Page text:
An idea from a law recruiter was to introduce a question on the application form which asks ‘If you have not worked over the summer, what have you been doing?’, great for those students who have been doing something different but potentially equally valuable from a personal development point of view.
– When addressing the issues of skills we need to move on from the traditional ones such as teamwork, communication, analytical skills and get the message to students that they also need adaptability, creativity, understand the value of being networked etc
And finally a point re-iterated by an impressive 1st year from the University of Leicester, ‘students live in the now’ so to affect their behaviour and actions early enough we need to bear that ‘now-ness’ in mind.

3. Social Media. ‘Community’ is the new source of talent. Rather than thinking about ‘push’ marketing i.e. advertising, instead create talent communities by sharing information and insights. Enlist (people) – Empower them (with tools and training) – then Engage with them. Make it Personal (so what they want) – Make it Social (when they want it) – and finally Make it Mobile (where they want it). Our Bright Futures Societies are just such talent communities, that we have enlisted across over 50 Universities and empowered; they now just want and need to engage with employers…

4. The debate around the 2.1 and UCAS points as cut offs for applications. The need to question this was well made with just 2 stats:
a. Use of UCAS points excludes 58% of maths and computer science undergraduates
b. Use of the 2.1 excludes 42% of maths, computer science and law undergraduates
Not to mention the diversity and social mobility issues that are impacted through these cut off levels

And my final and lasting memory will be of my colleague Jackie up on stage with the ventriloquist!

Who is brave enough…

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Analyising some recent data and stats my orgnaisation uncovered some scary information for all the internet job boards and soem great news for the Universities and that is job boards cost a huge amount of money and the cost per hire (unless you are a volume recruiter) is not pretty. Whereas on campus activity deleivers a far better return (when well managed).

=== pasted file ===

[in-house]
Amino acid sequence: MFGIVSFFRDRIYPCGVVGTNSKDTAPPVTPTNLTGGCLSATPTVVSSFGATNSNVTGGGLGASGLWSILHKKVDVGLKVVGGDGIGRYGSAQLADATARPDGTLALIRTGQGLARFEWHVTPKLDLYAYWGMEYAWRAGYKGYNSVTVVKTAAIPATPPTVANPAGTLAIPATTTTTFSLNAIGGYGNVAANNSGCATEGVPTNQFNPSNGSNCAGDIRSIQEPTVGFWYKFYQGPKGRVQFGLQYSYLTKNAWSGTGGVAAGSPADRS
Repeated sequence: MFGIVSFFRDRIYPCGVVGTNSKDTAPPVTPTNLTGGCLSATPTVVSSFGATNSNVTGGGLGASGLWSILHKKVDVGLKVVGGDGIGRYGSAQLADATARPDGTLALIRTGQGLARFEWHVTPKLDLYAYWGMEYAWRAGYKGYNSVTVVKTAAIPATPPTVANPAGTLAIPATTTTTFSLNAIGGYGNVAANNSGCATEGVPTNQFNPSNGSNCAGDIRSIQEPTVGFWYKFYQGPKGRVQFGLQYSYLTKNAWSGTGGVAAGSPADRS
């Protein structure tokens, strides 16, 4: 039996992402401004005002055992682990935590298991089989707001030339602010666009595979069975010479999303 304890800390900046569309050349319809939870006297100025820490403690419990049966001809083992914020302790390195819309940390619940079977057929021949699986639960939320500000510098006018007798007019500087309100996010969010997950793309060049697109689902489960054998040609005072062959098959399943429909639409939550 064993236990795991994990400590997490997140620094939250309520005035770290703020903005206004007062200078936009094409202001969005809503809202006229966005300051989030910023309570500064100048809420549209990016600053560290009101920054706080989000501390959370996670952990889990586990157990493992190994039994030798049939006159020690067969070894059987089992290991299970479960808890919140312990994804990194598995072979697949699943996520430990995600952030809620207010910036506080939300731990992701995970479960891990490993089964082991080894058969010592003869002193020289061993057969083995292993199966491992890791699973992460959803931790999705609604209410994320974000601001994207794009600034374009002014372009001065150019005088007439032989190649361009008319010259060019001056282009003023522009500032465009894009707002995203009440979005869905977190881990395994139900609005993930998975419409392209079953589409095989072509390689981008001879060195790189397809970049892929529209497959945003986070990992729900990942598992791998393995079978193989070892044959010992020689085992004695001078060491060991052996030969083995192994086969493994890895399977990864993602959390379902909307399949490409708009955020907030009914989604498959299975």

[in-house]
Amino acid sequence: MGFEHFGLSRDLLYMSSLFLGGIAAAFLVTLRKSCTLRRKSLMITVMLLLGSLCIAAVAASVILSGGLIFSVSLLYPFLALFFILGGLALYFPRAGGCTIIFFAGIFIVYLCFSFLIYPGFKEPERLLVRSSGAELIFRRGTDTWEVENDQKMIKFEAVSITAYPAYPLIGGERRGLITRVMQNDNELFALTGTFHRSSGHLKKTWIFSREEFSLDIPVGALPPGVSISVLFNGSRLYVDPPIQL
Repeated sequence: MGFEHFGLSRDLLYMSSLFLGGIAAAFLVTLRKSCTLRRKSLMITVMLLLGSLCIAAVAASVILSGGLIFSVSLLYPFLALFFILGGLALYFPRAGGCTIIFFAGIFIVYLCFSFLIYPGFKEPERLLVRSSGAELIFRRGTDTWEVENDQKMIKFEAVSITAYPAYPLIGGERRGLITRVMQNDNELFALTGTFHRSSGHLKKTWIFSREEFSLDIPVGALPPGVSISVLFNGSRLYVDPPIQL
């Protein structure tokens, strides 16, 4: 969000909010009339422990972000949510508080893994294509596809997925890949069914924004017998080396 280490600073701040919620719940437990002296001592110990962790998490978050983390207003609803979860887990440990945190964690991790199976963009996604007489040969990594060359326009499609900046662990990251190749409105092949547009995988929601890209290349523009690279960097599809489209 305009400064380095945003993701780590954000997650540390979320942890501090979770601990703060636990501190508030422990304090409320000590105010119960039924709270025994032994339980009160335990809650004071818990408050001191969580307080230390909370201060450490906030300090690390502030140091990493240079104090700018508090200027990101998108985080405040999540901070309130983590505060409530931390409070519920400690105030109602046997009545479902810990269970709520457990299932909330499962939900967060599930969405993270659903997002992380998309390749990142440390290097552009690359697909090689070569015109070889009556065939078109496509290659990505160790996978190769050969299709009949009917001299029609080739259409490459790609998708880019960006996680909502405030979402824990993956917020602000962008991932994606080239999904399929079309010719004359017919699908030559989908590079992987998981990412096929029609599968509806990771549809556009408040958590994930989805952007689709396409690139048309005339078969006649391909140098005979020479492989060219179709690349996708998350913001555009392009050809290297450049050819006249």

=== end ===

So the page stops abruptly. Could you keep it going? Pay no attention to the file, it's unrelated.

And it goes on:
The question/challenge  I want to lay down is which graduate recruiter is brave enough to dump all their job board activity and focus instead on activity on campus – working directly with students.

There is another benefit of doing this and that is considerably less time spent wading through piles of Cvs of which, if they have come from job borads, most will be rejected at the first stage.

It will require real guts to make this decision – the job boards won’t like it and nor will the media agencies but then I would say to them the challenge with any organisation (mine included!) is to keep evolving and make sure you are offering a service that works.

But back to the graduate recruiters themselves…who is brave enough & who dares to be different?! 

Student apathy or timing, timing, timing?

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Having set about organising a national student conference for Bright Futures, where students can network with major graduate recruiters and build their skills AND where their travel expenses, accomodation and food are all paid for, and yet still we struggle to get all of them involved or having committed some then drop out, has caused me much frustration and many sleepless nights.

Once my initial frustration subsided I started thinking about why we could not secure the consistent commitment of all those who showed initial interest? And my deductions were that however relevant or important you think or believe something is and / or indeed the stduents themselves know it is – if the timing is not right then they won’t do it – not because they are not interested but they, understandably, have different priorities at different times.   In our case, their career cannot always be their number one priority to them, even if it is for us!

So what’s the answer? The truth is I don’t know for certain but perhaps it lies in understanding that if you want to help others (in this case students) don’t expect them to take it however that help comes just because it is ‘help’ – that help still has to be right for them and that includes the timing of delivering the events and actvities.

Whether services or help come at a charge or are free, when that help is offered matters and not everyone will change their schedules.

Rant over and it helped me deal with my frustration! Thanks to my blog!!